How to Appraise in a Declining Market
An Analysis by Henry S. Harrison, MAI, SRPA, ASA of
APB Valuation Advisory #3: Residential Appraising in a Declining Market
The Appraisal Practices Board (APB) of the Appraisal Foundation has just released “APB Valuation Advisory #3 – Residential Appraising in a Declining Market” dated May 7, 2012. This 33 page document is available at the Appraisal Foundation Website: www.appraisalfoundation.org (When you land on their Homepage, single click on the left side column “Appraisal Practices Board (APB)” ; and then single click on “APB Valuation Advisory” and then on “APB Valuation Advisory #3.”)
The most frequent question I’ve received in my “Ask Henry” mailbox over the past few years is “How does an appraiser make an appraisal of a property in a declining market?” The majority of these questions come from residential appraisers and express their confusion as to how to include (or not include) consideration of distressed sales, short sales, foreclosure sales, etc. — and if such comps are to be used, how they should be adjusted. I will address these problems in more detail as I summarize and comment on the eight subjects that make up the Valuation Advisory #3.
I. How Should an Appraiser Define a Declining Market?
Since there is no universally accepted definition of a declining market, it is incumbent upon the appraiser, when they report that the subject property is in a declining market, to include in the appraisal a definition of the term “Declining Market.” Support must be presented that demonstrates that the subject market area fits the provided definition.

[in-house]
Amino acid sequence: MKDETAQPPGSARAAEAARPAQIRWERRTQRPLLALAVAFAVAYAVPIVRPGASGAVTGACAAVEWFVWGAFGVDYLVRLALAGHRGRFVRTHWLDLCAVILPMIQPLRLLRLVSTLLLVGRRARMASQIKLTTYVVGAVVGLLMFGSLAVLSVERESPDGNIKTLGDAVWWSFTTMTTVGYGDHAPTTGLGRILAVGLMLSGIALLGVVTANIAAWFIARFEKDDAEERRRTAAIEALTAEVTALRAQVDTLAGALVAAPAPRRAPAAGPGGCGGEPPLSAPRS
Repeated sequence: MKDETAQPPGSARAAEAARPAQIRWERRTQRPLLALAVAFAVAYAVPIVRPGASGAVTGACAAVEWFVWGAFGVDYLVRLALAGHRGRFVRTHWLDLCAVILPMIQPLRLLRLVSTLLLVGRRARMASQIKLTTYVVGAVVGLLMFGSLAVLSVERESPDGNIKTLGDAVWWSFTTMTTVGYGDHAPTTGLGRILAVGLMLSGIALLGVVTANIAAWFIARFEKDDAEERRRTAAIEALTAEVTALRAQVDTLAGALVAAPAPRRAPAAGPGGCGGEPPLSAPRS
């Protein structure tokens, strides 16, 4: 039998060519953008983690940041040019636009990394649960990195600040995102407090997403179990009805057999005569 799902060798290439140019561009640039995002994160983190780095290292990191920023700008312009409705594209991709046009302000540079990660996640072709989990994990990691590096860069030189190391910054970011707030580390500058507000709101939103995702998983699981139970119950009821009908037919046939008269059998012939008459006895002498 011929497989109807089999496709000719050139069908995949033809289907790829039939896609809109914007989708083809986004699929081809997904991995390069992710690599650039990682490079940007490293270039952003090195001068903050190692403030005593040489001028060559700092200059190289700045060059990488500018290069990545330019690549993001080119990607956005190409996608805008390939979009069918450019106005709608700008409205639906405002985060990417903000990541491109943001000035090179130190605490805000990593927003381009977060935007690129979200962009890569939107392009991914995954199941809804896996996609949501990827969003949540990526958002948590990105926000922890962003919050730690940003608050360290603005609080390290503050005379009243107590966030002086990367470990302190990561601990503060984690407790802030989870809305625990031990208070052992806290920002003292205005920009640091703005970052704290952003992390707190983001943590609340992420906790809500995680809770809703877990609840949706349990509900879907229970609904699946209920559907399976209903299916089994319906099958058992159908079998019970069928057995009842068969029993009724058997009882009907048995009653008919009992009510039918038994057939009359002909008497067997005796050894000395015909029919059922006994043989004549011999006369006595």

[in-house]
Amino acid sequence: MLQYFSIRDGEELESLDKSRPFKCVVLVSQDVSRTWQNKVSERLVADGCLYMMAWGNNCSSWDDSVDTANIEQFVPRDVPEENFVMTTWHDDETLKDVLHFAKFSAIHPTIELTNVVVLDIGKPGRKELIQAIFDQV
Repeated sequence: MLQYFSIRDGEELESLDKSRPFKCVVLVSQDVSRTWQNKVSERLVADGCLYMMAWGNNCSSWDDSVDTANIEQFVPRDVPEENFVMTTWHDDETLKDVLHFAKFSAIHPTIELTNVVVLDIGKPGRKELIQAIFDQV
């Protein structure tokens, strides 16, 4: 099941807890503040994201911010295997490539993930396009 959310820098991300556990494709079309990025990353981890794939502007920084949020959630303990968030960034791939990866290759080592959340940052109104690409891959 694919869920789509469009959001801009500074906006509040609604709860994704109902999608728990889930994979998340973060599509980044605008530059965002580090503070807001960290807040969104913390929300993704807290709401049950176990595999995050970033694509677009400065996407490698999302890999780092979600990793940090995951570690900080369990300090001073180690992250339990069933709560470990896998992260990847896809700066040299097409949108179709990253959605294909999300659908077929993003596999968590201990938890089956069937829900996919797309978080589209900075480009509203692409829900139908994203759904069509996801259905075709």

For example, you might say: “A declining market is one where the median house prices go down for two consecutive 3-month periods.” To use this definition, you would then have to supply the necessary data about median sale prices in the subject market, showing that they have gone down during the past two 3-month periods. Keep in mind that an appraisal is based on historic information and is not a forecast of future conditions. It is not good appraisal practice to forecast the market direction or trend for the subject market into the future.
A happy and prosperous New Year to all at Real Estate Valuation and Ask Henry Harrison!
Lot of talk out there about regression analysis becoming part of a report. I for one would be happy, but foresee a few problems. I gave up on regression as most of the people reading the reports did not understand what it is or what it means. Secondly, data input is as critical as with a real market comparison. My experience is that any savvy computer person can make the market comparison say anything they want. Sad, but there are no rules for the data input, and it often has to be expanded to competing neighborhoods.
There is no substitute for honesty and good judgment. Experience in these trying times is more important than ever.
I'm tired. Tired of taking a rap for working for an AMC. (I do a fair number of reviews, and most would not make it to first base for the people I work for!) Tired of competitors coming fifty miles, with no local MLS data, or geographic competence writing meaningless reports to support a value that cannot be reconciled.
Certified Residential Appraiser - Florida